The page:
After our warm up hike we get started with our story of the day.  Ask your child which story they heard? We have also been researching local woodland animals, and linking qualities back to nature names.  This process has been very interesting!

For journals students have focused on the fish forest cycle that we witnessed firsthand last week!! We have introduced more detailed research about the Silver Creek and exactly what is happening with the Chinook Salmon right now! This information has been incorporated into the Salmon Life cycles students have created.

Our afternoons have been very active incorporating additional hikes, cooperative games, phys-Ed classes, and free play.  After all of this, we have been in need of quiet reflection, so magic spots has also been a focus this week.  Ask your child to describe their magic spot, and what they noticed!

We have ended our days with free choices.  Students have had great fun bonding together in the wonderful September weather.  We are very much looking forward to working together to explore the pond next week!

Thank you all for your continued support! RTH has been a soaring success so far!

Shannon
 

Weekly update - September 17th, 2016

Hello All,
   We had a fabulous first week together at RTH! Over the next few weeks we plan to really focus on establishing boundaries and routines.  This update will walk you through our routines and the shared experiences we had over our first week.
  After drop off students enjoy some free play followed up by storing their belongings under the gazebo where everything is well sheltered. We make adjustments to our clothing and footwear and take time to apply sunscreen if it's a sunny morning.  Next students hear the beat of our First Nations drum, and they follow the beat to where our morning meeting will take place.  During our morning meeting we check-in with thumbs up, sideways, or down.  When their are individuals with thumbs down to start the day, we work together to support them throughout the day.  Students did an excellent job of this during the first week.  We introduced ourselves as well and some students chose their nature names.  Nature names must be local plants, trees, flowers, or animals that we as individuals identity with.  For example, I'm Red-tailed Hawk because I like to observe from afar before I narrow in.  I also appreciate the freedom of these strong and majestic birds.  And, not going to lie, I would love to be able to fly! Over the next while students will select their nature names and we will narrow in on the qualities that they identify with.  Next clothing and safety check occurs.  Thank you to all for setting the students up for success by providing the extra layers, additional clothing, extra footwear, hats, and sunscreen that were necessary for the weather we experienced this week.  Everyone was well prepared!
  Next it's time to get moving! We will have a morning hike everyday at RTH.  During the hike many learning opportunities are incorporated.  This week we tied in nature identification, nature detective tasks, framed nature collages, and Leave No Trace principles.  Lots of learning occurs on the move! We often end at an apple tree and pick one if we would like it for a snack.  If not, we get into snacks that we brought and have a drink so we are ready for either Music, Art, or Journals.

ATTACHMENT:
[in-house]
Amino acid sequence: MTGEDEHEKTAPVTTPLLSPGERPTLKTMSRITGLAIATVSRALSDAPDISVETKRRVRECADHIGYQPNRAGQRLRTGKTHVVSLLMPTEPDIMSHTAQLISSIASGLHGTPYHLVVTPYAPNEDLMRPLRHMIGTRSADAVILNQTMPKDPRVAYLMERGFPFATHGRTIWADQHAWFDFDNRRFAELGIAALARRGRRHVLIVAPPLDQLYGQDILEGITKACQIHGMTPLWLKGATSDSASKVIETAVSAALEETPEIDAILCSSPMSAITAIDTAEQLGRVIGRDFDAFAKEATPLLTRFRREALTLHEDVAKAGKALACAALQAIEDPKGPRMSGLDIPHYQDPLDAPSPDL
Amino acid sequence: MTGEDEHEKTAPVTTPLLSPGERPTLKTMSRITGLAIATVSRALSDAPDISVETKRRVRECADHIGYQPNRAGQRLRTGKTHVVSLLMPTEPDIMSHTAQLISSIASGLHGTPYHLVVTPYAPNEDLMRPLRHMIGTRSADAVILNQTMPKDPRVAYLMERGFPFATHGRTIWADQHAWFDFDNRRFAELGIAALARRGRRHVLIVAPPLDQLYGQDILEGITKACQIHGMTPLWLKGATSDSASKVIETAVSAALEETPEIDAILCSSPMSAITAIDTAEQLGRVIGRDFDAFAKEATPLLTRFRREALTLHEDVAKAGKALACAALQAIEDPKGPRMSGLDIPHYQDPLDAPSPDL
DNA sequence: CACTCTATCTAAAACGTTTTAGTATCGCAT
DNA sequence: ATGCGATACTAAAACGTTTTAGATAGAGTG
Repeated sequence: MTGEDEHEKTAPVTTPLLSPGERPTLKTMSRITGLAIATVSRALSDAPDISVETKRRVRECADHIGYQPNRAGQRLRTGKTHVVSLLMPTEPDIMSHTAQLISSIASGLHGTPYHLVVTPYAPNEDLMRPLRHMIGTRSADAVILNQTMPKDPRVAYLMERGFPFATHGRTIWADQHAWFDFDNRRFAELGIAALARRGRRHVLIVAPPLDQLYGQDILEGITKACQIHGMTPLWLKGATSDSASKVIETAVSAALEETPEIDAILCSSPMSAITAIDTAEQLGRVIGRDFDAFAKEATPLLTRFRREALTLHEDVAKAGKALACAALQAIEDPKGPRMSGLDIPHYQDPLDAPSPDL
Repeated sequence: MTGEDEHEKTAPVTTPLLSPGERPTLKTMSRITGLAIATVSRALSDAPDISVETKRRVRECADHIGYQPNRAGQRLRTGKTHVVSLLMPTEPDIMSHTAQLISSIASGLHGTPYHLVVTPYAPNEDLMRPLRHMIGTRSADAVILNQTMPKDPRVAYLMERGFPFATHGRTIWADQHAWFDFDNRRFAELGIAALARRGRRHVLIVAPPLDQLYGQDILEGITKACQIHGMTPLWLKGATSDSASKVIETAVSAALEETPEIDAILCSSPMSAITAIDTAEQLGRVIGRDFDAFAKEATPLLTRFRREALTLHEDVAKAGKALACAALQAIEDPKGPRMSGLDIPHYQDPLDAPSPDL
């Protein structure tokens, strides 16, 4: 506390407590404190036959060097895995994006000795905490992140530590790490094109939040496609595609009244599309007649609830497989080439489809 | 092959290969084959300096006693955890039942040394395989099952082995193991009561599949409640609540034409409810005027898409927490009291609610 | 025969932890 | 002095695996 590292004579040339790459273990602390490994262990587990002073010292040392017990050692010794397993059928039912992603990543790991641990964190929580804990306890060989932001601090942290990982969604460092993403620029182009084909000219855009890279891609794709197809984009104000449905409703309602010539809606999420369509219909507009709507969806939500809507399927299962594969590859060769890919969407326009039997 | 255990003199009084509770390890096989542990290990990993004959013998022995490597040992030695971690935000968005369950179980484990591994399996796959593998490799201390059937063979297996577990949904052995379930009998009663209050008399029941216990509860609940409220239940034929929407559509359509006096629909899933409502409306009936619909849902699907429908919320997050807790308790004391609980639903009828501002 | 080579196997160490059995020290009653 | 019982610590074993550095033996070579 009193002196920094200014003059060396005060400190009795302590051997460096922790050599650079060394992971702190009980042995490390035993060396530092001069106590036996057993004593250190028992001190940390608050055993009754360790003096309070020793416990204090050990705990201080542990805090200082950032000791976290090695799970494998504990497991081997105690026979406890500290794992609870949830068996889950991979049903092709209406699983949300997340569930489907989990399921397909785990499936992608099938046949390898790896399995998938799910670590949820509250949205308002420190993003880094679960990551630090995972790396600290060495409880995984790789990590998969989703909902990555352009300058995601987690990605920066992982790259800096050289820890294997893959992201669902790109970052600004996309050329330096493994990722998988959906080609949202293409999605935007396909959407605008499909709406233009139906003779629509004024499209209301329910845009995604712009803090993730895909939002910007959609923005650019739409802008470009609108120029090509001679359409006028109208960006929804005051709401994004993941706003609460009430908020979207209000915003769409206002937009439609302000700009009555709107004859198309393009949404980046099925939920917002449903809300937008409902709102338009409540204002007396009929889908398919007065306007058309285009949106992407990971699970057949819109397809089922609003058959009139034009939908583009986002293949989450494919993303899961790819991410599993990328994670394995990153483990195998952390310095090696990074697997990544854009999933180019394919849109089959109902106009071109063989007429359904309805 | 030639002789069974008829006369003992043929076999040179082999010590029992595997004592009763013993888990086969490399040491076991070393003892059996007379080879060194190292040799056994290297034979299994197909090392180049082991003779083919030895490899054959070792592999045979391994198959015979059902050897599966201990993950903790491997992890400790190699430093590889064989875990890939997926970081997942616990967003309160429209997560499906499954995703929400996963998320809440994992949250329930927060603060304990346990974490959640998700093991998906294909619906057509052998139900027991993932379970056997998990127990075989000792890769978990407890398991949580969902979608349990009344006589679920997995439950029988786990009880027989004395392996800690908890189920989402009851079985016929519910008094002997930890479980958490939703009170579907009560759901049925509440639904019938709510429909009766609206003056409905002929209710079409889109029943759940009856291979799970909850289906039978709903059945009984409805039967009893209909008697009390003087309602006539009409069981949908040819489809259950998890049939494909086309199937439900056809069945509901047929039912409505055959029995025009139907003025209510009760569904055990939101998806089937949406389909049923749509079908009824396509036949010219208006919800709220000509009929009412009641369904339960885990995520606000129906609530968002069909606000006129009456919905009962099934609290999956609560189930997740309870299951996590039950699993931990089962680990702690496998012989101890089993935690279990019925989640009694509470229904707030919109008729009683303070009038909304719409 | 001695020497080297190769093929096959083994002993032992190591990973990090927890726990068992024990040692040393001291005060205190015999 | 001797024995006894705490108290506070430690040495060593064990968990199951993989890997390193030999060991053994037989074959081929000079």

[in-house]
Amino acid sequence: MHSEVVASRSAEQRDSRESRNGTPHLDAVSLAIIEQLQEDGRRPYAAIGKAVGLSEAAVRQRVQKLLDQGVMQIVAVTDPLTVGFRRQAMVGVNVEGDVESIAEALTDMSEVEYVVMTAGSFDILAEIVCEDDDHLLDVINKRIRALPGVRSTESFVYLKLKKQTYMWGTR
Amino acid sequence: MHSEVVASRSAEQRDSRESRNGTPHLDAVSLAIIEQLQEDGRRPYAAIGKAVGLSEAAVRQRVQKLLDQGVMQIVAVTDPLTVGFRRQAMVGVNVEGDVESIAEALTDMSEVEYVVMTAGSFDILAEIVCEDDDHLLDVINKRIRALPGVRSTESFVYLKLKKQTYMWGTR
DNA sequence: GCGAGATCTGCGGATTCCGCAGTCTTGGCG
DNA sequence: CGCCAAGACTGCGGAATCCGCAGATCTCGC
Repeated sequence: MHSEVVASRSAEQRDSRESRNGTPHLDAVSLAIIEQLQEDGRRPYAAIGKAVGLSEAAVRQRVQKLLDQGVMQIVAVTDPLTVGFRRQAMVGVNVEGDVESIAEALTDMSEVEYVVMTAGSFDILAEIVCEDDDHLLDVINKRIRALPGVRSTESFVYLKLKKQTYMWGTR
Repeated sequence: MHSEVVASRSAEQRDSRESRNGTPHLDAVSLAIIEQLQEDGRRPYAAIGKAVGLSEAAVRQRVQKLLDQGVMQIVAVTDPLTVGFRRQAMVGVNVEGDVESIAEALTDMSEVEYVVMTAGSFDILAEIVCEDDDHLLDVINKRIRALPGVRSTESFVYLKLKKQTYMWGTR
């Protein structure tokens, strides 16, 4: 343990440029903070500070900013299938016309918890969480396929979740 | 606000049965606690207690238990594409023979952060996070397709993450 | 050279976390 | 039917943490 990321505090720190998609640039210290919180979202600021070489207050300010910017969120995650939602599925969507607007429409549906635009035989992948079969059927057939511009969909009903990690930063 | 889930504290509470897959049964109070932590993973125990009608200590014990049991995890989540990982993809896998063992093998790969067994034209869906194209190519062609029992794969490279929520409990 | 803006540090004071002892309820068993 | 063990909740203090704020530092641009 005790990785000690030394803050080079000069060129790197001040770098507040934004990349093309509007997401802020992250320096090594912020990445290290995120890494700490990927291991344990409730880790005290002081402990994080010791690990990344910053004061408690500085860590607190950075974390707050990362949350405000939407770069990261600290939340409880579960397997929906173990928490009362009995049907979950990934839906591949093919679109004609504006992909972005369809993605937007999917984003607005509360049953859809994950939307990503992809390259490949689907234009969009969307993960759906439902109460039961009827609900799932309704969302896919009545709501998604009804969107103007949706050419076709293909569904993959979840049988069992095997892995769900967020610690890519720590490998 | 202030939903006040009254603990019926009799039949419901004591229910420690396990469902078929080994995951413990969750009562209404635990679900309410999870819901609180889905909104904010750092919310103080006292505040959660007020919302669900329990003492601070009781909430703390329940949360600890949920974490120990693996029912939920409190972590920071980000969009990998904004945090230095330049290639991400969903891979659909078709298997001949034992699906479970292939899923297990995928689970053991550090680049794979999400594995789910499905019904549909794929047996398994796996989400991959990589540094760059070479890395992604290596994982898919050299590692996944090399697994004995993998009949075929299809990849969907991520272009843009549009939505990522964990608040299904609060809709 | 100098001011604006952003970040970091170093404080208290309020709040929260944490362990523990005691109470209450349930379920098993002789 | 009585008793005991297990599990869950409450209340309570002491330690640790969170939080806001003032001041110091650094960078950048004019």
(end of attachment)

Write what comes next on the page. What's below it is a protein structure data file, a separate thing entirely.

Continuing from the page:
Music was a hit this week! Lily of the Valley (Mrs. Beattie) is planning to join us alternating Tuesday, Wednesday, Thursday, and Fridays.  This will allow all groups to have the amazing experience of Music in the Woods! Preschoolers can look forward to the experience next year, and will focus on art and literature in the meantime. 
  We always have a Story of the Day.  This week many groups heard The Kissing Hand. Chester Racoon was nervous about his first day at Forest School.  But once he got started, that feeling disappeared and he loved the experience.  Older groups heard a true historical story.  In the summer of 1914 in a village in Ontario, there was a forest fire that devastated the village and the forest surrounding it.  The happy ending came when all of the people of the village and the animals of the forest came together and stood side-by-side in the lake - the only safe place as the fire roared.  Wolves stood beside deer, bears waded beside fish, and people stood shoulder to shoulder with moose.  All survived unharmed and the hotel the boy lived in was unharmed.  It was a very powerful story. 
  Some groups began our sit spot routine.  This is a time for quiet individual reflection.  Sit spots often brings us to lunch and Thanksgiving.
  During our afternoons, Red-winged Blackbird (Miss Grimmer) and I were thrilled that all groups got to discover our Nature Surprise!  Ask your child why fish rely on the forest? Also ask what they learned about the lifecycle of a Salmon.  It was an amazing learning opportunity for students to see all parts of this cycle first hand! After the hike up the hill, we read Salmon Forest which explains this lifecycle in great detail.  This will be the focus for our journals next week!
  We end our days with free / unstructured play before pick up.
  Thank you all for an amazing first week at RTH!  Days like these would not be possible without you our supportive parents, our dedicated staff and volunteers, and the students themselves who are the life of the program.  Thank you all, this is going to be an incredible journey we are on together!

Red-tailed Hawk